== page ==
For Reel


The Wind Rises (2013)
March 6, 2014, 2:11 am
Filed under: Reviews | Tags: , ,

Director: Hayao Miyazaki
5 Stars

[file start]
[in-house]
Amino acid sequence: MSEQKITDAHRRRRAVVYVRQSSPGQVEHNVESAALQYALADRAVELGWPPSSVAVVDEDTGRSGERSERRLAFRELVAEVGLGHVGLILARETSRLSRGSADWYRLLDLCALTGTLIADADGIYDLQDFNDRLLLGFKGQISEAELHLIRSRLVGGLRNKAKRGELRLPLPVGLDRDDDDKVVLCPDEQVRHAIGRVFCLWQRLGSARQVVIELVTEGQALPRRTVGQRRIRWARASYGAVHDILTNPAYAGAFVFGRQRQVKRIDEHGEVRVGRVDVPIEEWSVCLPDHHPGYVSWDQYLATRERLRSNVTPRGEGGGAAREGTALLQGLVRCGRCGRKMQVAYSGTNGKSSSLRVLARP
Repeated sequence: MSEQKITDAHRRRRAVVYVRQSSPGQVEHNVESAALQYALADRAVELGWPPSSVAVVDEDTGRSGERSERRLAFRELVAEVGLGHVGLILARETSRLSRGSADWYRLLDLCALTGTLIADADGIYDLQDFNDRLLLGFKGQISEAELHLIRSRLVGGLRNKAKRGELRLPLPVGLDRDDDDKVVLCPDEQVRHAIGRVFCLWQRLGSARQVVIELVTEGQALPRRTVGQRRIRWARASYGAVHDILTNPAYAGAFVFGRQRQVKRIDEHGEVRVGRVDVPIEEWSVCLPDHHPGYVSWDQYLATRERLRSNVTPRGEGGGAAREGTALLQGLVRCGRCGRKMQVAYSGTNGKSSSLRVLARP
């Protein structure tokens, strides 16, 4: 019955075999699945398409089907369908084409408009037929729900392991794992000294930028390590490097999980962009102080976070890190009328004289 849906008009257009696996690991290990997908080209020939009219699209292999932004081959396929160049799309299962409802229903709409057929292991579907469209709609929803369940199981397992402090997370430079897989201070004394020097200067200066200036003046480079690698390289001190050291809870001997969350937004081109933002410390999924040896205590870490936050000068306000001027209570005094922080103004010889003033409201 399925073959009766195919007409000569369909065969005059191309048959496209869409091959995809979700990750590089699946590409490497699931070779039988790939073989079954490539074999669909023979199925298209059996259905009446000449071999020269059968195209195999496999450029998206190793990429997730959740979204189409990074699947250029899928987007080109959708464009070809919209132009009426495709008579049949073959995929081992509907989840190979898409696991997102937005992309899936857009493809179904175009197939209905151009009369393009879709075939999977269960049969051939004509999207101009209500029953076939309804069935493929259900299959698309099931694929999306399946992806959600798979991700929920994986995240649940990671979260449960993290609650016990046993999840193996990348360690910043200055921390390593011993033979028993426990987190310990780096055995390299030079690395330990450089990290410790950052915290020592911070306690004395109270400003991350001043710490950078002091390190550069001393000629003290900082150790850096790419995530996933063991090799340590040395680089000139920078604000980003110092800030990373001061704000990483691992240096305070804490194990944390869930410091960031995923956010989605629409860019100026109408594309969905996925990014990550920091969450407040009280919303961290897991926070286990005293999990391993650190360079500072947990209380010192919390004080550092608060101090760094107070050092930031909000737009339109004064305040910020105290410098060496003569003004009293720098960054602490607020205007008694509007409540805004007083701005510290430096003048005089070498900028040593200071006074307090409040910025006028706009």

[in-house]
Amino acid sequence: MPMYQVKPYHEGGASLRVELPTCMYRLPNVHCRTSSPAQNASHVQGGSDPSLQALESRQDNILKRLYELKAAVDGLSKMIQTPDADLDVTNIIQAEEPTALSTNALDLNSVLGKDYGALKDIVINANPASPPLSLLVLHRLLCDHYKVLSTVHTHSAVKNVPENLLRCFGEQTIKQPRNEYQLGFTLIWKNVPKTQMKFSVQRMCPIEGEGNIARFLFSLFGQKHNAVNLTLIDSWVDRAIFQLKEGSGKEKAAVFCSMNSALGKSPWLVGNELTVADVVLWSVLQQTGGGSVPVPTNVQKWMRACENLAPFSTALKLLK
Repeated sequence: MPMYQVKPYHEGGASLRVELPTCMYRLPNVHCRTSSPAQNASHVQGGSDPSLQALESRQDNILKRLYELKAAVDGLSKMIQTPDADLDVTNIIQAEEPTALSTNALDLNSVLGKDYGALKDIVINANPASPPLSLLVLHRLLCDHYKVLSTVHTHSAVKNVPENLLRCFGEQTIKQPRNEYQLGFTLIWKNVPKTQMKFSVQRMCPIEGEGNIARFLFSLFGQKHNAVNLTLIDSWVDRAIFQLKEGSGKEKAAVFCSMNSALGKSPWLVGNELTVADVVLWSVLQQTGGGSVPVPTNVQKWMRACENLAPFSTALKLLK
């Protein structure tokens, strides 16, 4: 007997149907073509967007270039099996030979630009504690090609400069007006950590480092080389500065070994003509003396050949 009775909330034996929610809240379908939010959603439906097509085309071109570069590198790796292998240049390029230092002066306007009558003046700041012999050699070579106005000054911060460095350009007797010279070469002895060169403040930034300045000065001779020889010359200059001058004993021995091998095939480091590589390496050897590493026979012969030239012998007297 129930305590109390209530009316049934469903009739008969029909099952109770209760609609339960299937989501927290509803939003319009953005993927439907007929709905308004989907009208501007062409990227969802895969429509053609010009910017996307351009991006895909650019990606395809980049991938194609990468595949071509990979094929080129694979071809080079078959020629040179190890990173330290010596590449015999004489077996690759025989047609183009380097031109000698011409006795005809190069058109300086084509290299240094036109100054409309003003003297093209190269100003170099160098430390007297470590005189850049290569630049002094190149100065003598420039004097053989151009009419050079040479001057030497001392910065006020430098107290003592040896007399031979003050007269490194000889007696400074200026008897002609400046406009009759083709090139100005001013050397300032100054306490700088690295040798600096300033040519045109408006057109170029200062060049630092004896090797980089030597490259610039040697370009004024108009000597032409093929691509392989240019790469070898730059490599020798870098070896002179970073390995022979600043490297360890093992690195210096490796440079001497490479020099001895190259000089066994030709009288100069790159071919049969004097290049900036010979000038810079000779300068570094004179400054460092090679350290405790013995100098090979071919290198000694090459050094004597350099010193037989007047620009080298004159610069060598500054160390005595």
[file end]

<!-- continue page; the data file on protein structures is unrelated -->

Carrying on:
The Wind RisesJirô Horikoshi, as represented in Hayao Miyazaki’s final masterpiece The Wind Rises, only sought to create a beautiful thing when he engineered the feared Zero fighter. Sure, he was aware that the fighters would be used for the most violent of causes, but even with that recognition he stayed uniquely focused on his own pursuit of beauty. This willful naiveté is championed by Miyazaki, who recognizes the impermanence of beauty and therefore glorifies the need to create, seek, or hold onto worthy things while they last. Just as Jirô chooses to all but ignore what would become of the Zero fighter in the hands of his government, so too does he find himself so lovestruck that he is unable to realistically consider the severity of his lover’s tuberculosis. Nothing, in Miyazaki’s world, lasts, however what he focuses on is the triumph of being present in the moment–of living to the fullest, with a refusal to allow the inevitability of death and decay to spoil what moments are worth living. While the film approaches such dark territory that even the term bittersweet seems overly-sentimental, Miyazaki’s equally fatalistic and hopeful vision is a touching ode to artistry and the individual’s quest for self-fulfillment.

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